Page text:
Euer and Kazarian introduce bills to protect access to reproductive health care“Freedom and full equality cannot be achieved until we have the opportunity to control our lives at the most basic level: planning our families, our health care, and our life’s paths,” said Rhode Island State Senator Dawn Euer (Democrat, District 13, Newport, Jamestown). “Largely due to expanded access to birth control, we are at the lowest rate of unintended pregnancy
Published on March 7, 2018
By Steve Ahlquist
“Freedom and full equality cannot be achieved until we have the opportunity to control our lives at the most basic level: planning our families, our health care, and our life’s paths,” said Rhode Island State Senator Dawn Euer (Democrat, District 13, Newport, Jamestown). “Largely due to expanded access to birth control, we are at the lowest rate of unintended pregnancy in 30 years and a historic low of pregnancy among teens. Birth control is not controversial – it is basic health care.”
Euer was speaking in the library of the Rhode Island State House, announcing, with Rhode Island State Representative Katherine Kazarian (Democrat, District 63, East Providence) bills that would protect access to contraception in Rhode Island, regardless of what happens nationally as regards defunding women’s health care and efforts to repeal the Affordable Care Act (ACA).
“The Trump-Pence administration has been working to infringe on our freedoms and take away rights, including birth control,” said Kazarian. “Rhode Island must stand up for its residents and protect access to basic health care, including comprehensive reproductive health care services.”
H7625 and S2529 would “ensure affordability and accessibility of the most effective forms of contraception, including long-acting reversible contraception (LARC) options such as IUDs and implants. It would also protect the current $0 cost-sharing for contraception by preserving in Rhode Island law the ACA provision that says birth control is a preventive health care service,” writes the Rhode Island Coalition for Reproductive Rights (RICRF), a coalition of organizations seeking protect and advance access to reproductive health care. “If passed, health care providers would be able to prescribe birth control up to a full year at a time, and would ensure it is covered without co-pay.”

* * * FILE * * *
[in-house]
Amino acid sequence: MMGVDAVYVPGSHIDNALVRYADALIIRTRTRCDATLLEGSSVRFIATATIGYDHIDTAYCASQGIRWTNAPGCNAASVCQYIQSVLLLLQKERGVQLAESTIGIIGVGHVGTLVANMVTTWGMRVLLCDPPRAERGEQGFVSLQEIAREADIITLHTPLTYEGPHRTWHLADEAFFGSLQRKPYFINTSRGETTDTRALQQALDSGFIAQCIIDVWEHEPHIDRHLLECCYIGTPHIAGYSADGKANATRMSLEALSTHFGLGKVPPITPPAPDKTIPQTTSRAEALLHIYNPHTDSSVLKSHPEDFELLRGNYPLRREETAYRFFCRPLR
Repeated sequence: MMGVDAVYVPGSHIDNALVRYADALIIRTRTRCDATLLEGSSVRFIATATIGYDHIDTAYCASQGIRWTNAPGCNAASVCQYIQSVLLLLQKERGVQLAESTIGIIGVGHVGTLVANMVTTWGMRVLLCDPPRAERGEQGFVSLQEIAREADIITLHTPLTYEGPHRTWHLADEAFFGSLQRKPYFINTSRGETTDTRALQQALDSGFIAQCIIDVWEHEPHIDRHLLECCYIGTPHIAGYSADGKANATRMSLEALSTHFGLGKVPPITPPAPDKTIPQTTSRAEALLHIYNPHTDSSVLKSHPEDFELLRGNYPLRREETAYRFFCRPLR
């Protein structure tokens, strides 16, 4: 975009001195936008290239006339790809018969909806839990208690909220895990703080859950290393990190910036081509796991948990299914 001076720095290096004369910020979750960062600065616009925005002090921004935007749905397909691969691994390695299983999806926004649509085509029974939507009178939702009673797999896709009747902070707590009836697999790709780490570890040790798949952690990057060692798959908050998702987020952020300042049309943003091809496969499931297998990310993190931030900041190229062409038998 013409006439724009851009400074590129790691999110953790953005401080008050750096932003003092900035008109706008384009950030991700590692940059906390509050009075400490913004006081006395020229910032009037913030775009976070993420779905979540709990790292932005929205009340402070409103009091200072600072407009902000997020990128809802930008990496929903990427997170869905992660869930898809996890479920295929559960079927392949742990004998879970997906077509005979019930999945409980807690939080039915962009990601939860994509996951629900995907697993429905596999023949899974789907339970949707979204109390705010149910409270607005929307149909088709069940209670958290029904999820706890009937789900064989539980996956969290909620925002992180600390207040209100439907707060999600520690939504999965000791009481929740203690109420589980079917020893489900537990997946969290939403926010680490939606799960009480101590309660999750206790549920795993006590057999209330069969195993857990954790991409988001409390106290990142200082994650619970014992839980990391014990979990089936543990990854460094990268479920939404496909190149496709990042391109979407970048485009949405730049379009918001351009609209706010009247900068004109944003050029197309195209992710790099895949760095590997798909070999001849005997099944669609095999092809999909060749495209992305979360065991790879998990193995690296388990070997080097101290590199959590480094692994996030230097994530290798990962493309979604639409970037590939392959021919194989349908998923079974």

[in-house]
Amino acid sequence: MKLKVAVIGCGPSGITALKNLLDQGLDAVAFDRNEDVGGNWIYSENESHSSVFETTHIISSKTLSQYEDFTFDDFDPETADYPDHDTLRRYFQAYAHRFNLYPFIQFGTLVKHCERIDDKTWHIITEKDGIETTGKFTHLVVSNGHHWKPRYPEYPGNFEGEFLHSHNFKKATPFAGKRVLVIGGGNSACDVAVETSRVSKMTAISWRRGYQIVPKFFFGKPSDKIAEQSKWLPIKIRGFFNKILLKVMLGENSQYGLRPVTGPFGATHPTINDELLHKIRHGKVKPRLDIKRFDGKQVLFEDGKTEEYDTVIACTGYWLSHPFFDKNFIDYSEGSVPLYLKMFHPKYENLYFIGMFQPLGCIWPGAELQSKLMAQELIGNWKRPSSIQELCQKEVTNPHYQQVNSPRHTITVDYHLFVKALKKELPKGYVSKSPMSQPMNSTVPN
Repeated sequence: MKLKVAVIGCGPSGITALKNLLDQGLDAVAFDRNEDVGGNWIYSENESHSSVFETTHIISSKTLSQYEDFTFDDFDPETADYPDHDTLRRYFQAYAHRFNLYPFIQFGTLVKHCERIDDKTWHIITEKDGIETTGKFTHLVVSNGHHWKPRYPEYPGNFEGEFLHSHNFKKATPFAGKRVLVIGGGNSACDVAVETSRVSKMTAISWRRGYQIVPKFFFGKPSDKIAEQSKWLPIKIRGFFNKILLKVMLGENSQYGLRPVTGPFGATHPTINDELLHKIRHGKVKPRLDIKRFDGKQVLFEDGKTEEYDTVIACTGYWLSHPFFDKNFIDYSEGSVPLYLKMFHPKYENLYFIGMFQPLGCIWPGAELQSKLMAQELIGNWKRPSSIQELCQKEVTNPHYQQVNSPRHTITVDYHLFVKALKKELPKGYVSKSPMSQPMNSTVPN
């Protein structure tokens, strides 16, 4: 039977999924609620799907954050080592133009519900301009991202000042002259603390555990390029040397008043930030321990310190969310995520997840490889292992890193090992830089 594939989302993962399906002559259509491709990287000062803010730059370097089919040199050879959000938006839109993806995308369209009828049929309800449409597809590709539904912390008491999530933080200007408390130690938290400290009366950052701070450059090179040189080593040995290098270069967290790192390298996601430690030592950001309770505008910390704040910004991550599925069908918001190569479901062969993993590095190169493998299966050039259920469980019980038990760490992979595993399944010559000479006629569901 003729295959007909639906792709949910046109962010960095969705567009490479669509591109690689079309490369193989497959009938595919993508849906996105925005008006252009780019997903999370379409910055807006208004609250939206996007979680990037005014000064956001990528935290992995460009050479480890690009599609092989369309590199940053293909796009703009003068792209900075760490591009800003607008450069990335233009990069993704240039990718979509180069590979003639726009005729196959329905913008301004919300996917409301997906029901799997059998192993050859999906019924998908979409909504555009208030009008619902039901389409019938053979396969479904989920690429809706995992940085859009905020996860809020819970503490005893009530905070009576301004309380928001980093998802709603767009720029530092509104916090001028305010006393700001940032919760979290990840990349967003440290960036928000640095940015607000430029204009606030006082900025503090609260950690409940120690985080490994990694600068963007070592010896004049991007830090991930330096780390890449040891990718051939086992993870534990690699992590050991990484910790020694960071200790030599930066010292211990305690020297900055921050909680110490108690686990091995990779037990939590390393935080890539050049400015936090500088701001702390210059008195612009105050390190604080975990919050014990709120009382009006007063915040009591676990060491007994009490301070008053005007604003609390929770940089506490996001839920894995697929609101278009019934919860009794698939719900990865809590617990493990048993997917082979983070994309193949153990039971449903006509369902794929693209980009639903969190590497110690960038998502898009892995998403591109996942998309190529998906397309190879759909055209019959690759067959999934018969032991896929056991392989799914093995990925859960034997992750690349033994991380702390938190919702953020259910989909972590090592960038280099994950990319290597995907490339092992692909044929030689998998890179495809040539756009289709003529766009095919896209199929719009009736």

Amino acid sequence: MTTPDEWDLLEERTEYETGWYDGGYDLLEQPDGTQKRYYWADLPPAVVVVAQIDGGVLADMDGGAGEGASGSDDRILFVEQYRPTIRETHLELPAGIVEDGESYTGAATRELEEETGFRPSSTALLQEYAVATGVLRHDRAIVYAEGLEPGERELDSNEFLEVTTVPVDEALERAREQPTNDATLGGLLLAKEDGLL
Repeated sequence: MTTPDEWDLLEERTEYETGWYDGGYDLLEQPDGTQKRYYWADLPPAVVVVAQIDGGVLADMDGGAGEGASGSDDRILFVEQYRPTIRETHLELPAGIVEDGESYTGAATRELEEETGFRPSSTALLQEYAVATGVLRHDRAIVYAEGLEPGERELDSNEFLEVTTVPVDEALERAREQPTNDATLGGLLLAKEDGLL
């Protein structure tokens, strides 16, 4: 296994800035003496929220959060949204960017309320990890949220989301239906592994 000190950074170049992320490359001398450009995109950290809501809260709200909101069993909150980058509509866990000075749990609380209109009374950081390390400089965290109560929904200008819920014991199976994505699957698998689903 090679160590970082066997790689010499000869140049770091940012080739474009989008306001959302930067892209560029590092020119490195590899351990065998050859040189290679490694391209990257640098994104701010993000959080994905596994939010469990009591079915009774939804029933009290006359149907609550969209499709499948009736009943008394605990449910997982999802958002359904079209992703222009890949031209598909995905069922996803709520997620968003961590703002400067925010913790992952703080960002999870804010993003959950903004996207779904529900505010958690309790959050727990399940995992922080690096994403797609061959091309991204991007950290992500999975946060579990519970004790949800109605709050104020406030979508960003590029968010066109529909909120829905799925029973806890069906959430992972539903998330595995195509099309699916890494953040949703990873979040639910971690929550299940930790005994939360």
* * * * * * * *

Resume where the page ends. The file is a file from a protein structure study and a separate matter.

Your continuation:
“Over the past year, the Trump-Pence administration has been relentlessly attacking reproductive health care and enacting dangerous policies to impose their beliefs around birth control on everyone,” said Craig O’Connor, Rhode Island Director of Public Policy and Government Relations with Planned Parenthood Votes! Rhode Island. “We call upon Speaker Nicholas Mattiello (Democrat, District 15, Cranston) and Senate President Dominick Ruggerio (Democrat, District 4, Providence) to act on this important legislation in order to protect birth control coverage and the basic right for people in Rhode Island to control their own bodies. We must act now to protect access to birth control in Rhode Island.”
“Birth control is the first important step woman must take toward the goal of her freedom. It is the first step she must take to be man’s equal. It is the first step they must both take toward human emancipation,” said Hilary Levey Freidman, President of the Rhode Island chapter of the National Organization for Women, quoting birth control activist, sex educator, writer and nurse Margaret Sanger.
“Access to birth control powers women’s educational successes, which impacts their earnings, especially in professional occupations, like medicine and the law. It also reduces teen pregnancy by an estimated 86 percent, and perhaps most significantly, has intergenerational benefits,” continued Levey Freidman. “Yet the ACA – and the provision that makes most contraception available to women for $0 co-pay – is under attack. Just as states have acted with respect to birth control before, we must act to protect Rhode Island women.”
“Contraception is an essential preventative health measure and is medically necessary. Reliable contraception allows women to control if and when they become pregnant,” said Emily White, MD, Chair of the Rhode Island Section of American Congress of Obstetricians and Gynecologists (ACOG). “Birth control is safer than many over the counter medications. Making women go to the pharmacy every month to pick up their pills is unnecessary and burdensome. ACOG supports supplying 12 months of hormonal contraception to improve contraceptive continuation.”
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